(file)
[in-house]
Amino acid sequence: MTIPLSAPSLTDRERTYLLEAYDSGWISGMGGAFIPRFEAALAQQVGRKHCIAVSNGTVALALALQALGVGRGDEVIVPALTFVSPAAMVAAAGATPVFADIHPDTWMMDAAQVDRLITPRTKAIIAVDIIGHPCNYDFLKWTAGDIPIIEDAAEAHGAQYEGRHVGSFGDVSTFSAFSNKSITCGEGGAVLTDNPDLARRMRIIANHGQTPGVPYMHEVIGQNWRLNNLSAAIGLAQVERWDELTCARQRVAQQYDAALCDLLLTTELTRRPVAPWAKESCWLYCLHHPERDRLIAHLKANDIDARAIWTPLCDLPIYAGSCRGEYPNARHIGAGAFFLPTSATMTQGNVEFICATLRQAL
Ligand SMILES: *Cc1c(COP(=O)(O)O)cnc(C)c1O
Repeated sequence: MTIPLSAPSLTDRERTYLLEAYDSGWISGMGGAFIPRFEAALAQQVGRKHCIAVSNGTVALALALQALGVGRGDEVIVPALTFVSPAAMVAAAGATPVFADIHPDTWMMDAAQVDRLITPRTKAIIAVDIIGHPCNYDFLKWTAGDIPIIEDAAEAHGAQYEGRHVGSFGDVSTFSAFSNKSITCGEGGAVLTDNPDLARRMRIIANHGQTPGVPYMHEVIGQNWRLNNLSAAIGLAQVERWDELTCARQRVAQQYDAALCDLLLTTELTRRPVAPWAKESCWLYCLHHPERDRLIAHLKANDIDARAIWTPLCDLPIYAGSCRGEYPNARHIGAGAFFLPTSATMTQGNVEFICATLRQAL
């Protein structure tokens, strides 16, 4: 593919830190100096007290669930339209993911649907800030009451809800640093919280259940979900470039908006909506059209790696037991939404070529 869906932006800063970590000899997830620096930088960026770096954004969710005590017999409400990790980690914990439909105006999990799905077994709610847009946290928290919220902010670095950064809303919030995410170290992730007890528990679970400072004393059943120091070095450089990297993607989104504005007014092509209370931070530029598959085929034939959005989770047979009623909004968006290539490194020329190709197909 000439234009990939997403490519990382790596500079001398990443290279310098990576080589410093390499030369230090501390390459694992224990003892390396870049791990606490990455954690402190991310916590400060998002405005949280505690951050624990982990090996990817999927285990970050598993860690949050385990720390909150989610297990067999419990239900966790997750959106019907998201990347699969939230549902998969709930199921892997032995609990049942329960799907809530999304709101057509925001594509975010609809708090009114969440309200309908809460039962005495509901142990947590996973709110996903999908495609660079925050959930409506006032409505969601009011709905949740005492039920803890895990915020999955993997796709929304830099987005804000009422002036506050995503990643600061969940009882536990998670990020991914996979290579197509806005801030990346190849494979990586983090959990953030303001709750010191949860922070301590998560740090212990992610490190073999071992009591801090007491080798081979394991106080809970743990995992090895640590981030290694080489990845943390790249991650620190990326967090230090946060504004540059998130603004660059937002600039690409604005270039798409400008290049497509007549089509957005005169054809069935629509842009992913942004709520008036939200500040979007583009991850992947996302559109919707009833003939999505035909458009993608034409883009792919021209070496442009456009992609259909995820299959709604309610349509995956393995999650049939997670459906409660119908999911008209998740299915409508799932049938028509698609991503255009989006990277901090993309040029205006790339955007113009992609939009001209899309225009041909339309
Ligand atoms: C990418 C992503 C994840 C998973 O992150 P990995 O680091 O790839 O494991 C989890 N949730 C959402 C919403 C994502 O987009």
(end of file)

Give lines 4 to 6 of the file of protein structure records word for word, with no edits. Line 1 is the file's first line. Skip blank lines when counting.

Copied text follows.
Repeated sequence: MTIPLSAPSLTDRERTYLLEAYDSGWISGMGGAFIPRFEAALAQQVGRKHCIAVSNGTVALALALQALGVGRGDEVIVPALTFVSPAAMVAAAGATPVFADIHPDTWMMDAAQVDRLITPRTKAIIAVDIIGHPCNYDFLKWTAGDIPIIEDAAEAHGAQYEGRHVGSFGDVSTFSAFSNKSITCGEGGAVLTDNPDLARRMRIIANHGQTPGVPYMHEVIGQNWRLNNLSAAIGLAQVERWDELTCARQRVAQQYDAALCDLLLTTELTRRPVAPWAKESCWLYCLHHPERDRLIAHLKANDIDARAIWTPLCDLPIYAGSCRGEYPNARHIGAGAFFLPTSATMTQGNVEFICATLRQAL
């Protein structure tokens, strides 16, 4: 593919830190100096007290669930339209993911649907800030009451809800640093919280259940979900470039908006909506059209790696037991939404070529 869906932006800063970590000899997830620096930088960026770096954004969710005590017999409400990790980690914990439909105006999990799905077994709610847009946290928290919220902010670095950064809303919030995410170290992730007890528990679970400072004393059943120091070095450089990297993607989104504005007014092509209370931070530029598959085929034939959005989770047979009623909004968006290539490194020329190709197909 000439234009990939997403490519990382790596500079001398990443290279310098990576080589410093390499030369230090501390390459694992224990003892390396870049791990606490990455954690402190991310916590400060998002405005949280505690951050624990982990090996990817999927285990970050598993860690949050385990720390909150989610297990067999419990239900966790997750959106019907998201990347699969939230549902998969709930199921892997032995609990049942329960799907809530999304709101057509925001594509975010609809708090009114969440309200309908809460039962005495509901142990947590996973709110996903999908495609660079925050959930409506006032409505969601009011709905949740005492039920803890895990915020999955993997796709929304830099987005804000009422002036506050995503990643600061969940009882536990998670990020991914996979290579197509806005801030990346190849494979990586983090959990953030303001709750010191949860922070301590998560740090212990992610490190073999071992009591801090007491080798081979394991106080809970743990995992090895640590981030290694080489990845943390790249991650620190990326967090230090946060504004540059998130603004660059937002600039690409604005270039798409400008290049497509007549089509957005005169054809069935629509842009992913942004709520008036939200500040979007583009991850992947996302559109919707009833003939999505035909458009993608034409883009792919021209070496442009456009992609259909995820299959709604309610349509995956393995999650049939997670459906409660119908999911008209998740299915409508799932049938028509698609991503255009989006990277901090993309040029205006790339955007113009992609939009001209899309225009041909339309
Ligand atoms: C990418 C992503 C994840 C998973 O992150 P990995 O680091 O790839 O494991 C989890 N949730 C959402 C919403 C994502 O987009």